PFF23: Two Days, One Night (Jean-Pierre & Luc Dardenne, BE/FRA)

Although I’m entirely (and ashamedly) unfamiliar with the Dardennes’ reputable body of work, it’s to my understanding that their filmography is an amassed masterclass in humanism. Without missing a beat, Two Days, One Night fits the mold as you’d expect it would in its illustration of one Sandra’s (Marion Cotillard) weekend-long struggle to keep her job. Chosen by coworkers to be laid off in favor of their sizable bonuses, it becomes harder and harder for Sandra to remain strong amid adversity given her depression-addled past and ever-weakening resolve.

Wholly speaking, the film in question is a purposefully nuanced exercise that prefers to emulate timely authenticity over anything else and frankly, it rarely fails to succeed. While procedural in scope, it’s clear that the narrative’s aim is to convincingly convey Cotillard’s Sandra’s struggle in a relatable manner that’s impossible not to sympathize with, especially in this economically trying day and age. Everything ranging from her worsening relapse into depression to her concerns regarding her work environment should she be rehired is spot-on and, frankly, I’m hard-pressed to mention a comparable effort this assured and well-rounded.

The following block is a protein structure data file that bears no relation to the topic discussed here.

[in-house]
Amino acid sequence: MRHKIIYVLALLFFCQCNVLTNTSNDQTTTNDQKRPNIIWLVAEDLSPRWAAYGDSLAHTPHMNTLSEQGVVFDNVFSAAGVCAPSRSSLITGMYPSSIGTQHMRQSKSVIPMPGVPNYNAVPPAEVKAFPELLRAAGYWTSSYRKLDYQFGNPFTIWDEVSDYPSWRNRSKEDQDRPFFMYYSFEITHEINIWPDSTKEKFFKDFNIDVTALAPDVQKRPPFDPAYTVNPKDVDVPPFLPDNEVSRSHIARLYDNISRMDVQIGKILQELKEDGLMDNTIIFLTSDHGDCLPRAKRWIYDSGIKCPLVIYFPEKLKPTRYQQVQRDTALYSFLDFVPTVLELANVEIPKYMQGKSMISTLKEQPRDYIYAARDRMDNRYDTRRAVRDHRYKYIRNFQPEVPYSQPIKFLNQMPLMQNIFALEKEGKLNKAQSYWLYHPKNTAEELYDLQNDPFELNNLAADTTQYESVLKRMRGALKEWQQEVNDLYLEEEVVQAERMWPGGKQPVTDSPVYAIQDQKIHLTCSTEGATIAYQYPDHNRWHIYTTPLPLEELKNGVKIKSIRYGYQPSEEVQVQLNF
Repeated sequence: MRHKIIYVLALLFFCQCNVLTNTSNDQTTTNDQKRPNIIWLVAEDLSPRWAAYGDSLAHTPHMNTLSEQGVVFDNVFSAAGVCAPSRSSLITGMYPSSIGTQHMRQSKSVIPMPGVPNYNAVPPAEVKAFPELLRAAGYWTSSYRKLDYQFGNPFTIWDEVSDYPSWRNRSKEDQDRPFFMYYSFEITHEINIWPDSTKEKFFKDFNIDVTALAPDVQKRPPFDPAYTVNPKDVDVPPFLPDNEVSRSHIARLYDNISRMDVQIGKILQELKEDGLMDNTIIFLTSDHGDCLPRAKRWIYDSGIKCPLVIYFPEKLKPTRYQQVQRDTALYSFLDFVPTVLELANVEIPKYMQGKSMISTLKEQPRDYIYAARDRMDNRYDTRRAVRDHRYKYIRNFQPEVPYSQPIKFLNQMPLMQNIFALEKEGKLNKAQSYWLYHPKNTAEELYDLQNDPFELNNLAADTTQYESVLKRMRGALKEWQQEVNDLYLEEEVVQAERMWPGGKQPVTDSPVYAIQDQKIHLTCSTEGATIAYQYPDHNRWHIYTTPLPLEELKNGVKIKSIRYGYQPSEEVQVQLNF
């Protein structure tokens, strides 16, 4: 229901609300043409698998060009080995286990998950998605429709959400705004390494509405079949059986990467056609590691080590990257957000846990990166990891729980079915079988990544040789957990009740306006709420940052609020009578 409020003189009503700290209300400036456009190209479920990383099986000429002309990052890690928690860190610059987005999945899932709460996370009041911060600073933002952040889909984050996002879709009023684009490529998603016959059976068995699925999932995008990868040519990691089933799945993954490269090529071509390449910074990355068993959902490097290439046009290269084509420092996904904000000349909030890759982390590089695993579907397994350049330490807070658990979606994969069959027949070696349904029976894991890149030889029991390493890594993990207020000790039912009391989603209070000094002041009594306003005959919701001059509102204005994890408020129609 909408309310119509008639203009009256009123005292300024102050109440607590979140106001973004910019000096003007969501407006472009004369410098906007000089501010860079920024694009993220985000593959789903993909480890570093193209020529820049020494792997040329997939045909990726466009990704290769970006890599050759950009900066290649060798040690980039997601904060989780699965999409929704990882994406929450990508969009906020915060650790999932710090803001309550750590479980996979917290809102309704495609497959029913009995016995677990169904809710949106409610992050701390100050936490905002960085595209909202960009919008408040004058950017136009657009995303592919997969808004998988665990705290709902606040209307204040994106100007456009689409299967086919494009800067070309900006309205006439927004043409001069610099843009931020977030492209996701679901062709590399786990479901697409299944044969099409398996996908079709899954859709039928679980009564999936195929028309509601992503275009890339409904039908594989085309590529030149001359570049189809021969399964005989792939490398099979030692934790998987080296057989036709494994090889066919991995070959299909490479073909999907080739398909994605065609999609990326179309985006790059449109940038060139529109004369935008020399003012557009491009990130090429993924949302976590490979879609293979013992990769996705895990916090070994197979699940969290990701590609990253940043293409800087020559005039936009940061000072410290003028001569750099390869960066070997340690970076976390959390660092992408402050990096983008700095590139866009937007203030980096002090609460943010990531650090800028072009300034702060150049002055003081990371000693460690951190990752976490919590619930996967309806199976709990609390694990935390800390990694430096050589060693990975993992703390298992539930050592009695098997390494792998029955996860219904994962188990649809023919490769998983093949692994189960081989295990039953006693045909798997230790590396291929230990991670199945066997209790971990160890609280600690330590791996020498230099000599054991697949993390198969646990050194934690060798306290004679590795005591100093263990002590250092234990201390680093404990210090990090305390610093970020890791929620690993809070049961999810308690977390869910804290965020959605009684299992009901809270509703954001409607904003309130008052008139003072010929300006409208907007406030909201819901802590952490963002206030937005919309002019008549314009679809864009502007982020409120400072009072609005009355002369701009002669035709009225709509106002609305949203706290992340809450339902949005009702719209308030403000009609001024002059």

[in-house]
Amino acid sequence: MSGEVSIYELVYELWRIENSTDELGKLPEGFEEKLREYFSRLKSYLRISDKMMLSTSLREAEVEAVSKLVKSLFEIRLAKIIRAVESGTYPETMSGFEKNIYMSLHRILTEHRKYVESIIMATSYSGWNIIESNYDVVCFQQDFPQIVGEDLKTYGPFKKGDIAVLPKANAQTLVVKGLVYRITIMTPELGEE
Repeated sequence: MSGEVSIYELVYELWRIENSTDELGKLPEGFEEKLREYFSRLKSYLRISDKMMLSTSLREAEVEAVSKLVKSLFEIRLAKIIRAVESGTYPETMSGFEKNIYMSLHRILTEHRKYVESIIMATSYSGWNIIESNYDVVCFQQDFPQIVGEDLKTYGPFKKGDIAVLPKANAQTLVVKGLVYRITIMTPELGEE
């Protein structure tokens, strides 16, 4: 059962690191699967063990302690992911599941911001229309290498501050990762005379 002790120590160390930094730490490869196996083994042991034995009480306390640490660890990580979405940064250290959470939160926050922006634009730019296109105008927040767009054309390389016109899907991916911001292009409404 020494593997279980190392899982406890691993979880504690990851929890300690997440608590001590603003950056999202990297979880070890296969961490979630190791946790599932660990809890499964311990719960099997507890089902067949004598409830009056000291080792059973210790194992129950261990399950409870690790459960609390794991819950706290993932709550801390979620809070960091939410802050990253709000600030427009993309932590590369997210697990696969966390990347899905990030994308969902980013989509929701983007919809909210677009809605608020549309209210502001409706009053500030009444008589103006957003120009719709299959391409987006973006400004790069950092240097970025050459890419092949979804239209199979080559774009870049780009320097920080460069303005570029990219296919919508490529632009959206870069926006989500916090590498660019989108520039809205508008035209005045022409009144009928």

Even though we’re faced with potentially alienating repetition regarding Sandra’s explanation of her predicament, the film’s presentation remains admirably adroit as individuals’ responses are logical and poised amid our protagonist’s tribulations. Sympathy isn’t forced despite the proceedings’ focus as it nonoppressively illustrates the harsh realities at hand, of which is a refreshingly honest approach to a formula frequently steeped in melodrama.

Remaining entirely adept in its chronicling of the titular time frame, Two Days, One Night is an agreeably simplistic but masterfully orchestrated look behind the curtain of an individual’s relatable hardships. Its rudimentary procedural essence becomes forgivable as emotionality trumps familiarity, not to mention the sheer experience of viewing something so steadfastly authentic in this day and age remaings refreshing beyond words. As it quietly but assuredly crushes you, the Dardennes’ latest is – as far as I’ve deduced – an accessible if particularly characteristic benchmark in their palpably unique body of work.

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